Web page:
500-Million-Year-Old Gene May Show if Evolution Can Repeat Itself




Biologists have long wondered whether life would evolve the same way again if we could rewind Earth's tape. Eric Gaucher and Betül Arslan at Georgia Tech University in Atlanta synthesised an ancient gene –EF-Tu, a gene in Escherichia coli, that plays a crucial role in protein synthesis– and inserted it into E. coli in place of the modern version. Gaucher had previously worked out what this gene's DNA sequence must have been 500 million years ago.

The bacteria with the old gene grew less than half as fast as usual. Arslan then let eight bacterial lines evolve independently for 1000 generations. The experiment may help biologists understand the extent to which evolution is predictable.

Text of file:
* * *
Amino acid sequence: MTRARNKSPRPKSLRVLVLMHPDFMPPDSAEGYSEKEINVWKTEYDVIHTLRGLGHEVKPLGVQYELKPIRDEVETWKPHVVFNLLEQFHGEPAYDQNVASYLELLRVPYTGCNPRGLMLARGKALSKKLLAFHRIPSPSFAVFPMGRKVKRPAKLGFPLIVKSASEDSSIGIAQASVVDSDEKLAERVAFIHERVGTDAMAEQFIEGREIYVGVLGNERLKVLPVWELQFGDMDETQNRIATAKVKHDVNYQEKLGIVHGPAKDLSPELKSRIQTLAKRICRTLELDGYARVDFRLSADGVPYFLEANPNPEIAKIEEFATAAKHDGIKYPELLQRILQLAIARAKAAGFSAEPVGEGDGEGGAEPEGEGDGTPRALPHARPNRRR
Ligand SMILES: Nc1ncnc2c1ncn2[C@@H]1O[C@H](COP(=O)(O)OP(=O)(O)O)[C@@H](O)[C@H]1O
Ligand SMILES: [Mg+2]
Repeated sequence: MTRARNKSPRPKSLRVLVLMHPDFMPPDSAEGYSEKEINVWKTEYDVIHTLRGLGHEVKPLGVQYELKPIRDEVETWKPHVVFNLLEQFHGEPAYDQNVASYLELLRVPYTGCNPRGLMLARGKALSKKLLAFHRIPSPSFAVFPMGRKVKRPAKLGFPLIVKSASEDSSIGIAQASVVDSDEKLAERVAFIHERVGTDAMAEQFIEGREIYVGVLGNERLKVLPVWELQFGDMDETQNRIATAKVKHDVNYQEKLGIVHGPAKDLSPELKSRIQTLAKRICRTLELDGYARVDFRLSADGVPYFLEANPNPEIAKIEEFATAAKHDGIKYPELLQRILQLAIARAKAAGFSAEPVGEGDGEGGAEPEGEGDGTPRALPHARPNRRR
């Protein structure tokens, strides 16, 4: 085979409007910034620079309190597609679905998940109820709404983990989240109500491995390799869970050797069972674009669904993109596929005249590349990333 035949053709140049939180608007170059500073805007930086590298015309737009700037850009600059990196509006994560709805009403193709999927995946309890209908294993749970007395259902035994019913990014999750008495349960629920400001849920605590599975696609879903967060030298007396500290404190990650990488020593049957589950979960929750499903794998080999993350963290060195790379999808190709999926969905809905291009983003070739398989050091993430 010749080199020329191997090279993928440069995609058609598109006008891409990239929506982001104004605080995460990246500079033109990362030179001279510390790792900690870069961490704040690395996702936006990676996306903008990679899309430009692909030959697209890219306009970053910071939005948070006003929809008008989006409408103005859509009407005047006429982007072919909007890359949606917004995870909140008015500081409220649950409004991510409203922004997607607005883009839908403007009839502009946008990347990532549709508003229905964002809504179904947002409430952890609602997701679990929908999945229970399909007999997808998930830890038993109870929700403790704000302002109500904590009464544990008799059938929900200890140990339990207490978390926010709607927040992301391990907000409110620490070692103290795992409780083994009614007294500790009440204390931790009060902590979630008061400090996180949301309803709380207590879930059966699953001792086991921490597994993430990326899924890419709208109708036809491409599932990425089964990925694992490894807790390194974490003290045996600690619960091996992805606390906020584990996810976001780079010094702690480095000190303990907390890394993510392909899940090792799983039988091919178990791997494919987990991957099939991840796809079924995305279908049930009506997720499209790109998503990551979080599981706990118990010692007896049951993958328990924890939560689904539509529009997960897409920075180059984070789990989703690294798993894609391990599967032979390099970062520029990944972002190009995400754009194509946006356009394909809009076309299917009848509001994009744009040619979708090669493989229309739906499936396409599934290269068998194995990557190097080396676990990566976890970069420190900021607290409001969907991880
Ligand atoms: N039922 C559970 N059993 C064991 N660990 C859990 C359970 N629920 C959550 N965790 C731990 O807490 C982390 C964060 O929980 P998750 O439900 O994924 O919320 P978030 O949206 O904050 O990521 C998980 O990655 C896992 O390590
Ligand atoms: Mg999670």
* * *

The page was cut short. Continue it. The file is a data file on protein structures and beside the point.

All eight lineages eventually grew faster – a sign that evolution had occurred. When Arslan sequenced their genomes, though, she found that EF-Tu was unchanged. What had evolved – differently in each lineage – were the genes that interact with EF-Tu, she announced at NASA's Astrobiology Science Conference 2012 in Atlanta.

The sheer number of interacting genes in protein synthesis means that random mutations are more likely to hit one of EF-Tu's partners than EF-Tu itself. Eventually, though, EF-Tu may begin to evolve – either following the same path it began 500 million years ago or not. We'll have to wait for the final results.

Daily Galaxy via newscientist.com

Image credit: publicdomainpictures.net

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